Biography

Philip Roth's long and celebrated career has been something of a thorn in the side of the writer. As it is for so many, fame has been the proverbial double-edged sword, bringing his trenchant tragic-comedies to a wide audience, but also making him a prisoner of expectations and perceptions. Still, since 1959, Roth has forged along, crafting gorgeous variations of the Great American Novel and producing, in addition, an autobiography (The Facts) and a non-fictional account of his father's death (Patrimony: A True Story).

Roth's novels have been oft characterized as "Jewish literature," a stifling distinction that irks Roth to no end. Having grown up in a Jewish household in a lower-middle-class sub-section of Newark, New Jersey, he is incessantly being asked where his seemingly autobiographical characters end and the author begins, another irritant for Roth. He approaches interviewers with an unsettling combination of stoicism, defensiveness, and black wit, qualities that are reflected in his work. For such a high-profile writer, Roth remains enigmatic, seeming to have laid his life out plainly in his writing, but refusing to specify who the real Philip Roth is.

Roth's debut Goodbye, Columbus instantly established him as a significant writer. This National Book Award winner was a curious compendium of a novella that explored class conflict and romantic relationships and five short stories. Here, fully formed in Roth's first outing, was his signature wit, his unflinching insightfulness, and his uncanny ability to satirize his character's situations while also presenting them with humanity. The only missing element of his early work was the outrageousness he would not begin to cultivate until his third full-length novel Portnoy's Complaint -- an unquestionably daring and funny post-sexual revolution comedy that tipped Roth over the line from critically acclaimed writer to literary celebrity.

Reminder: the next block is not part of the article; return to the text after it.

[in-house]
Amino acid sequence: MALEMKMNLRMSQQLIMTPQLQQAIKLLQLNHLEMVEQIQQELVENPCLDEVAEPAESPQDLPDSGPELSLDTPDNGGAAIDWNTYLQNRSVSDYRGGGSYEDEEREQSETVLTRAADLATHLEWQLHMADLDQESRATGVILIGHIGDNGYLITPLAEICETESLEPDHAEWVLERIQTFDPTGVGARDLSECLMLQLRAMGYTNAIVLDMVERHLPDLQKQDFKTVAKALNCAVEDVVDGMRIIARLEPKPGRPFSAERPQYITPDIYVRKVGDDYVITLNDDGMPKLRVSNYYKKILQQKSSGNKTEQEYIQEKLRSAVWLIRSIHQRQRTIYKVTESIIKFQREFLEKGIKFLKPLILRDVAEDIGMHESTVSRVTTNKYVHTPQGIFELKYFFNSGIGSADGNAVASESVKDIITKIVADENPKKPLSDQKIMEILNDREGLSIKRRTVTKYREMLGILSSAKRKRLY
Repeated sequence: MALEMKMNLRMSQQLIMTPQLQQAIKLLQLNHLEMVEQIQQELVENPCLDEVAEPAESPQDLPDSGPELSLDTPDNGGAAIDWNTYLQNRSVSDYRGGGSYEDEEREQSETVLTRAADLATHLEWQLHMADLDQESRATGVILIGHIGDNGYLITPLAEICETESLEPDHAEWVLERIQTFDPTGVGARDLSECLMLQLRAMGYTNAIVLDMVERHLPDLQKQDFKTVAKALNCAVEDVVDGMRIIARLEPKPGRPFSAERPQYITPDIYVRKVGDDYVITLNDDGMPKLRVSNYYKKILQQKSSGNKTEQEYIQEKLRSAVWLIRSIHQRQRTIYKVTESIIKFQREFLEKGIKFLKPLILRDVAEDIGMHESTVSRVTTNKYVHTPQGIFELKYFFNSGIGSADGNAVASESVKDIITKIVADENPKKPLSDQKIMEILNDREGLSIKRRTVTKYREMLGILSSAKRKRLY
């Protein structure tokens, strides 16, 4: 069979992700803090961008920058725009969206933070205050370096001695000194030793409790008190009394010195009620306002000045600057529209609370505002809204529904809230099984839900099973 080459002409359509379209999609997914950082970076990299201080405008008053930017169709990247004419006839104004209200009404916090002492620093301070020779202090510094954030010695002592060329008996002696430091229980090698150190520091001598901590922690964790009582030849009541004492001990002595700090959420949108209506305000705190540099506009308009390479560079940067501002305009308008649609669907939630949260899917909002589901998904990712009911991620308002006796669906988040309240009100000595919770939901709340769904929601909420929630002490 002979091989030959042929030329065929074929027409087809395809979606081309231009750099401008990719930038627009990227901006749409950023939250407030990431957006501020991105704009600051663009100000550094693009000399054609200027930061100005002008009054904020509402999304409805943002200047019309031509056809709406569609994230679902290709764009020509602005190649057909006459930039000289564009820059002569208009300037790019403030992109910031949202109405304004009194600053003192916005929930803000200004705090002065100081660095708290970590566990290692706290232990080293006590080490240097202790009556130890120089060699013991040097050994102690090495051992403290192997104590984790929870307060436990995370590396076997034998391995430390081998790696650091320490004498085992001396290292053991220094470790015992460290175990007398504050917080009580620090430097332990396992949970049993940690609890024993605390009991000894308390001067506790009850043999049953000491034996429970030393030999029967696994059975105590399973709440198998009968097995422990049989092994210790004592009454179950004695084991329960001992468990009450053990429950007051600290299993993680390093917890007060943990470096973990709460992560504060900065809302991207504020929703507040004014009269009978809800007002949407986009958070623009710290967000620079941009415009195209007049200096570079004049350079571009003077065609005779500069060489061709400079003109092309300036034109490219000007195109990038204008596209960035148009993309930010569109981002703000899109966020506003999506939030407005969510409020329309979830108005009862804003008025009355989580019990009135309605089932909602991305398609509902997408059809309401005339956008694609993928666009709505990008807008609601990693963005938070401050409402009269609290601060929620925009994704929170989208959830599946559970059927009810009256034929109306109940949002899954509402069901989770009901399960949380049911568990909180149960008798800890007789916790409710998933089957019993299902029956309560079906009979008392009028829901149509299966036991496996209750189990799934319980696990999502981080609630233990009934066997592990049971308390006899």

Even as Roth's personal relationships and his relationship to writing were severely shaken following the success of Portnoy's Complaint, he continued publishing outrageous novels in the vein of his commercial breakthrough. There was Our Gang, a parodic attack on the Nixon administration, and The Breast, a truly bizarre take on Kafka's Metamorphosis, and My Life as a Man, the pivotal novel that introduced Roth's literary alter ego, Nathan Zuckerman.

Zuckerman would soon be the subject of his very own series, which followed the writer's journey from aspiring young artist with lofty goals to a bestselling author, constantly bombarded by idiotic questions, to a man whose most important relationships have all but crumbled in the wake of his success. The Zuckerman Trilogy (The Ghost Writer, Zuckerman Unbound, and The Counterlife) directly paralls Roth's career and unfolds with aching poignancy and unforgiving humor.